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Sometimes I Wish That It Would Rain Here

Thursday, September 04, 2008

research instigating critical thinking

I just saw an idea come up again that I've noticed in a couple places: the notion that research (generally academic) is not only beneficial, informative, and potentially transformative for the researcher, but also for the participant.

I don't recollect all the other places in which this idea has arisen. in my brief look at action research, it seemed that research as an agent of social change was a central concern in that approach. that is, research is not just about the researcher learning something about the subjects, but the subjects actively participating in, and contributing to, the research, somewhat a la participatory design. the experience also came up in my own research on blog readers, wherein participants became more aware of, and reflective about, their own blog reading practices and habits as a result of participation in the research. most recently, while reflecting (further) on questions about knowledge attribution in blogging and ethnographic research more broadly, Lilia Efimova points out that "often it’s not only the researcher who learns new things, but also people who participate in the research, when their thinking on a subject is triggered as a result of an interaction" [emphasis added].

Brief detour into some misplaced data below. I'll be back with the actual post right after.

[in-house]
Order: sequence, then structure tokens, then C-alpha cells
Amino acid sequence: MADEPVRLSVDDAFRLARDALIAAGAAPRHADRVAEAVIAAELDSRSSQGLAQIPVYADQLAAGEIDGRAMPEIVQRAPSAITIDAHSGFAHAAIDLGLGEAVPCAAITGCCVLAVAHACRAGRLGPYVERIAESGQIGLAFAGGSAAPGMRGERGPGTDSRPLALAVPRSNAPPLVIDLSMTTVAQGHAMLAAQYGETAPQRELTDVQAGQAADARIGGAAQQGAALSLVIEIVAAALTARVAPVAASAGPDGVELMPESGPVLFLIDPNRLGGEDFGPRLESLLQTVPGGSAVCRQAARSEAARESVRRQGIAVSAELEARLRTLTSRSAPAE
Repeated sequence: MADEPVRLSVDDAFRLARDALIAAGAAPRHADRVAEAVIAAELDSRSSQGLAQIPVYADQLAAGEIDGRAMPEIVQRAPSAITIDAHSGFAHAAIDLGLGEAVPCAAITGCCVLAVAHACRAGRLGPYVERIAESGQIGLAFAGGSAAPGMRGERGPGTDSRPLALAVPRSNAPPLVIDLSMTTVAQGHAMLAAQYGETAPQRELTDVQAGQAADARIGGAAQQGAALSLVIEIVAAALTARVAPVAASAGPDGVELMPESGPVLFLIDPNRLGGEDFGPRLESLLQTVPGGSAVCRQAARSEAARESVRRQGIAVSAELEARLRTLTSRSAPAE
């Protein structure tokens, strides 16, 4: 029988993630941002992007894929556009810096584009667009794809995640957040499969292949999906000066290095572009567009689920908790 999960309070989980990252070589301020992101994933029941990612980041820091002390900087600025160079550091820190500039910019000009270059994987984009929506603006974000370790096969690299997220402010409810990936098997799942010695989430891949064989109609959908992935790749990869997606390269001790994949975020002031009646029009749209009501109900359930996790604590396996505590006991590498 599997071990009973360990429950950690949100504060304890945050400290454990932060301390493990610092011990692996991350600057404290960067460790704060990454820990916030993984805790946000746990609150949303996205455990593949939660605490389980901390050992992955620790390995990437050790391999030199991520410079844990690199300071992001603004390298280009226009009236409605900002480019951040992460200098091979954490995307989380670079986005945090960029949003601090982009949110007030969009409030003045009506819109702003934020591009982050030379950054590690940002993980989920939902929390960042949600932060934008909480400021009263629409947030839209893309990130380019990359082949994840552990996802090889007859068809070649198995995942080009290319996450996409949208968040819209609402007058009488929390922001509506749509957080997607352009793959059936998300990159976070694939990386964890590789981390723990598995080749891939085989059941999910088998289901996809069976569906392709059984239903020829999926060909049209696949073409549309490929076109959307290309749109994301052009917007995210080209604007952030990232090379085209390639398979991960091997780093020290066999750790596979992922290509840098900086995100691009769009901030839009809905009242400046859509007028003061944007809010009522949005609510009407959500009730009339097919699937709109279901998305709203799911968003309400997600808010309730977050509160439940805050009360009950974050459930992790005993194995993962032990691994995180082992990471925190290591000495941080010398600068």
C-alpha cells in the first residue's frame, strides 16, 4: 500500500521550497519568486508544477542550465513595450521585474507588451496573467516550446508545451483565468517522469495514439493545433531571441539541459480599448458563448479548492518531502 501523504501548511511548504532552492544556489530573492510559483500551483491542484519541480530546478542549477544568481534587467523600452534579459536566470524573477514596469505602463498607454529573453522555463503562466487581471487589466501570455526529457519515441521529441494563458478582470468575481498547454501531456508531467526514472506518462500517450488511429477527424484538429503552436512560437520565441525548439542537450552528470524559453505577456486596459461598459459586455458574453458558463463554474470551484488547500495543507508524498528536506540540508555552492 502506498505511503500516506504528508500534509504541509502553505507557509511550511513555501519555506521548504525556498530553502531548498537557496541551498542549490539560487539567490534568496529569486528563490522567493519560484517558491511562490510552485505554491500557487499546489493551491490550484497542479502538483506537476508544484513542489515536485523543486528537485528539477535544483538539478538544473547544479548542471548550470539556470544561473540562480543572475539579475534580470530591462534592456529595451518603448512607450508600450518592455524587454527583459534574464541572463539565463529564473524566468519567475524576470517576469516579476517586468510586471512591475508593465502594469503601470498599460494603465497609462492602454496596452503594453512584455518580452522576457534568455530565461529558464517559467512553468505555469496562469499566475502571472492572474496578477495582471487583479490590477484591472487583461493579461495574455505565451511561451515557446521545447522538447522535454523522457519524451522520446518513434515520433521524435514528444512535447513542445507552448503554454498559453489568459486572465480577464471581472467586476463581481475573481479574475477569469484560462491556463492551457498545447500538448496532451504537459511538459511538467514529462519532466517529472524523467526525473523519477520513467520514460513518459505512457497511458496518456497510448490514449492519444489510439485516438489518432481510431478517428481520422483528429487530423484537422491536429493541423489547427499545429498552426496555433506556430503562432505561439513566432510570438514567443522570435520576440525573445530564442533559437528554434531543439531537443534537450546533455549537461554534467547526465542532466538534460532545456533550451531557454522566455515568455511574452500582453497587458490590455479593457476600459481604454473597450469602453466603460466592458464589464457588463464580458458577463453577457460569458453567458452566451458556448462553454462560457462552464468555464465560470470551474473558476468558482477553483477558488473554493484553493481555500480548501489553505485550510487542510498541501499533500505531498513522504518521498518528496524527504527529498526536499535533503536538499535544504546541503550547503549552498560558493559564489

it seems that doing research is particularly good at getting people thinking, not just the researchers, but also the participants. rather than seeing this as a side benefit, what if we were to engage in research where the sole purpose is to get participants thinking critically? how might research look differently if the primary goal was not making a "novel and significant contribution to knowledge" but rather fostering critical thinking and reflection on the part of those involved in the research? I'm not saying that forsaking knowledge making in favor of flipping bits in people's heads is necessarily desirable. rather, I'm wondering aloud how research might look and feel different if creating a particular type of experience for participants' was made a concern of greater importance. how would this different approach manifest itself, and what might it be able to tell us about the purpose and place of doing research?

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  • I think this is a really interesting line of thought. In usability testing I've noticed that lots of people really enjoy the learning aspect of it. Of course everyone likes it when someone listens to them, but this goes beyond that.

    By Anonymous Kevin Arthur, at Friday, September 05, 2008 12:29:00 PM  

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